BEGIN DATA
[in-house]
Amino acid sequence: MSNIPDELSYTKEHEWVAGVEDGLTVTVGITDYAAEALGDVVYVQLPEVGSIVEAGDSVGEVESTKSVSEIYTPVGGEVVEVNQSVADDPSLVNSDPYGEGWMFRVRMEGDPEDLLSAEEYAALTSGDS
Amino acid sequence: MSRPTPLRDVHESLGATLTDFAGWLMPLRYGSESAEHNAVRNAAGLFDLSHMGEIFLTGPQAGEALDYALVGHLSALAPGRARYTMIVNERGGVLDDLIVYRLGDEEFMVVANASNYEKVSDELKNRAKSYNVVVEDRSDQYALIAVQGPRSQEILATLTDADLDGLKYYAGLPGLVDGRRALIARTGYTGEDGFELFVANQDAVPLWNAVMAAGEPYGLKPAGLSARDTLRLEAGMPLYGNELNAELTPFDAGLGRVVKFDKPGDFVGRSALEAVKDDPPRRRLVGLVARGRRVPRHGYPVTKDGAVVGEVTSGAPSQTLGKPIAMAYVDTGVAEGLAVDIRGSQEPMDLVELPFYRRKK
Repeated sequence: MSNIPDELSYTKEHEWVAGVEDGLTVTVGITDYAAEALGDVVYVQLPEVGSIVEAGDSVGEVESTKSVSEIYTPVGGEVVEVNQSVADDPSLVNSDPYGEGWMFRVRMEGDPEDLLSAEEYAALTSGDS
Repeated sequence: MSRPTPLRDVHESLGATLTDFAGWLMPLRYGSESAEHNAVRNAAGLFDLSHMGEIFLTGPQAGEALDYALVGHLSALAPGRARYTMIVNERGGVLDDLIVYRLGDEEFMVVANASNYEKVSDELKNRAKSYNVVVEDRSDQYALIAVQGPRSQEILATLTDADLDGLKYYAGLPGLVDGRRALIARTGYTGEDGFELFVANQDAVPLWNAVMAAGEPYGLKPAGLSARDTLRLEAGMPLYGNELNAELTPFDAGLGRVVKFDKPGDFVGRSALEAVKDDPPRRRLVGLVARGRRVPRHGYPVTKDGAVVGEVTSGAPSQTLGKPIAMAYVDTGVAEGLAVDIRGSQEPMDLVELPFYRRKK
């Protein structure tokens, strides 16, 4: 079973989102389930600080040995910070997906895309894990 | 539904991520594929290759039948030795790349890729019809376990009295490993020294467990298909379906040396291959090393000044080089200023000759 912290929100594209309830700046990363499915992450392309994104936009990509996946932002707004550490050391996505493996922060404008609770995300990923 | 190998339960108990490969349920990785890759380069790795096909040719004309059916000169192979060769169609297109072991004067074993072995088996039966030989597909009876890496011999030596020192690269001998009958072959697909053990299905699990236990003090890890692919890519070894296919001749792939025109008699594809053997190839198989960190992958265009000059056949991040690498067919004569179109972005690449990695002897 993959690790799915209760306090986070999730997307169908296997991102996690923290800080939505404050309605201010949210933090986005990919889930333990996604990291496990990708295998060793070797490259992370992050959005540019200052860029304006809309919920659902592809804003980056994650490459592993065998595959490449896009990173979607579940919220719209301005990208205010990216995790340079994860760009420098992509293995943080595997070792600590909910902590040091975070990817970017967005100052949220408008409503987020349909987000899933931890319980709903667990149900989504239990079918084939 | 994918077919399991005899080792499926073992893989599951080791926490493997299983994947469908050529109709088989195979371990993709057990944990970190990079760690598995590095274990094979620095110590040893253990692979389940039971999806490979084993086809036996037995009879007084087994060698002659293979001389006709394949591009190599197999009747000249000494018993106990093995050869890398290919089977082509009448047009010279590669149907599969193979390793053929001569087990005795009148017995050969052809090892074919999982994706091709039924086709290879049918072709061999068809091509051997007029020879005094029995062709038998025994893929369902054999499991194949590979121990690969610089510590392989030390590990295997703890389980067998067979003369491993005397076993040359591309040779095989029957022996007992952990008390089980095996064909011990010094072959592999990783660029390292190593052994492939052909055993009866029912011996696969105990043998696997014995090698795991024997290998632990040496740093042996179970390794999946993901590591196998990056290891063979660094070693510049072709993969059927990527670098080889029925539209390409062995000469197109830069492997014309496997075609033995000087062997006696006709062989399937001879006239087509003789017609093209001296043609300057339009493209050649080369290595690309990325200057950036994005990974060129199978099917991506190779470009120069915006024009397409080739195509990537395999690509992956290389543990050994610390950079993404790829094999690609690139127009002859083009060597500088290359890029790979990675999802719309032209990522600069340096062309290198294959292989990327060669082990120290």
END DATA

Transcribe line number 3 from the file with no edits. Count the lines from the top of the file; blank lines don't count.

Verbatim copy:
Amino acid sequence: MSRPTPLRDVHESLGATLTDFAGWLMPLRYGSESAEHNAVRNAAGLFDLSHMGEIFLTGPQAGEALDYALVGHLSALAPGRARYTMIVNERGGVLDDLIVYRLGDEEFMVVANASNYEKVSDELKNRAKSYNVVVEDRSDQYALIAVQGPRSQEILATLTDADLDGLKYYAGLPGLVDGRRALIARTGYTGEDGFELFVANQDAVPLWNAVMAAGEPYGLKPAGLSARDTLRLEAGMPLYGNELNAELTPFDAGLGRVVKFDKPGDFVGRSALEAVKDDPPRRRLVGLVARGRRVPRHGYPVTKDGAVVGEVTSGAPSQTLGKPIAMAYVDTGVAEGLAVDIRGSQEPMDLVELPFYRRKK